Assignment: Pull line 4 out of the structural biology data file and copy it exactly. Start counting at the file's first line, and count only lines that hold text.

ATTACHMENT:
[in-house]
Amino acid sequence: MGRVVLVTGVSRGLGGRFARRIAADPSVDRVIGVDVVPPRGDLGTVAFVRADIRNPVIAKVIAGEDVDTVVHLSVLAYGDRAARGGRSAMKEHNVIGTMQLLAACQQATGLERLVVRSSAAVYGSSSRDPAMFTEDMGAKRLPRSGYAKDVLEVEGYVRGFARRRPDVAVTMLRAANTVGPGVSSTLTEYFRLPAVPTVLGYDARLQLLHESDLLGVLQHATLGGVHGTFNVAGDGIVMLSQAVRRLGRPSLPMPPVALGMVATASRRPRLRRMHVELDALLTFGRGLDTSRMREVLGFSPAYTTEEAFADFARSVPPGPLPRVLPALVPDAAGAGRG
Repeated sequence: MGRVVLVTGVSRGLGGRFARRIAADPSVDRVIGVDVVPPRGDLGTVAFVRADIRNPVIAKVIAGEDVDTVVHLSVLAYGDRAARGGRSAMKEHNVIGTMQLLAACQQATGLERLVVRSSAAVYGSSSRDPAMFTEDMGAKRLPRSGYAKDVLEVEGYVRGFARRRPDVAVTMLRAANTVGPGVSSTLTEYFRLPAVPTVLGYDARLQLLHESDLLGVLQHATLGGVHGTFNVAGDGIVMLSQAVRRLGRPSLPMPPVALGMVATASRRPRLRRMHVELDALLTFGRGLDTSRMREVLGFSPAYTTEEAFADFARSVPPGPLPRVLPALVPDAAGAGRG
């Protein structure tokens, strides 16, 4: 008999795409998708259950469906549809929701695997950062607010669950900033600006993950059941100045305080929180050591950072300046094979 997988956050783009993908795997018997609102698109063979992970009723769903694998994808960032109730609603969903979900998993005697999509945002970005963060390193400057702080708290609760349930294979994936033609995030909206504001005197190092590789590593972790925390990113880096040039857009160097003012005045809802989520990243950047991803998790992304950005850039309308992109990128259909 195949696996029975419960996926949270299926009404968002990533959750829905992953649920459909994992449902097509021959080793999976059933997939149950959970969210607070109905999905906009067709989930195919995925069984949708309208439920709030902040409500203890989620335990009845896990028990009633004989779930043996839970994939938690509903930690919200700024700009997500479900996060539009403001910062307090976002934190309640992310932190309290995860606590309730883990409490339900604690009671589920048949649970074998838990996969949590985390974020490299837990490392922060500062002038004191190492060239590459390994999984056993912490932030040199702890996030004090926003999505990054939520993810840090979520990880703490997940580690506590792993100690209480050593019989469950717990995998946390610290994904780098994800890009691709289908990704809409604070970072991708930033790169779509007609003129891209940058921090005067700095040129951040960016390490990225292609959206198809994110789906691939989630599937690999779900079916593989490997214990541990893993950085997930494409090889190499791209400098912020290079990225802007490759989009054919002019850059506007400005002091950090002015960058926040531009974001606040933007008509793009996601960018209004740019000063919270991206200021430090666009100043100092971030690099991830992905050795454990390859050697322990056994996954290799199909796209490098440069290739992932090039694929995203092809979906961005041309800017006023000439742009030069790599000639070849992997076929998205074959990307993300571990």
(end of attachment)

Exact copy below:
């Protein structure tokens, strides 16, 4: 008999795409998708259950469906549809929701695997950062607010669950900033600006993950059941100045305080929180050591950072300046094979 997988956050783009993908795997018997609102698109063979992970009723769903694998994808960032109730609603969903979900998993005697999509945002970005963060390193400057702080708290609760349930294979994936033609995030909206504001005197190092590789590593972790925390990113880096040039857009160097003012005045809802989520990243950047991803998790992304950005850039309308992109990128259909 195949696996029975419960996926949270299926009404968002990533959750829905992953649920459909994992449902097509021959080793999976059933997939149950959970969210607070109905999905906009067709989930195919995925069984949708309208439920709030902040409500203890989620335990009845896990028990009633004989779930043996839970994939938690509903930690919200700024700009997500479900996060539009403001910062307090976002934190309640992310932190309290995860606590309730883990409490339900604690009671589920048949649970074998838990996969949590985390974020490299837990490392922060500062002038004191190492060239590459390994999984056993912490932030040199702890996030004090926003999505990054939520993810840090979520990880703490997940580690506590792993100690209480050593019989469950717990995998946390610290994904780098994800890009691709289908990704809409604070970072991708930033790169779509007609003129891209940058921090005067700095040129951040960016390490990225292609959206198809994110789906691939989630599937690999779900079916593989490997214990541990893993950085997930494409090889190499791209400098912020290079990225802007490759989009054919002019850059506007400005002091950090002015960058926040531009974001606040933007008509793009996601960018209004740019000063919270991206200021430090666009100043100092971030690099991830992905050795454990390859050697322990056994996954290799199909796209490098440069290739992932090039694929995203092809979906961005041309800017006023000439742009030069790599000639070849992997076929998205074959990307993300571990």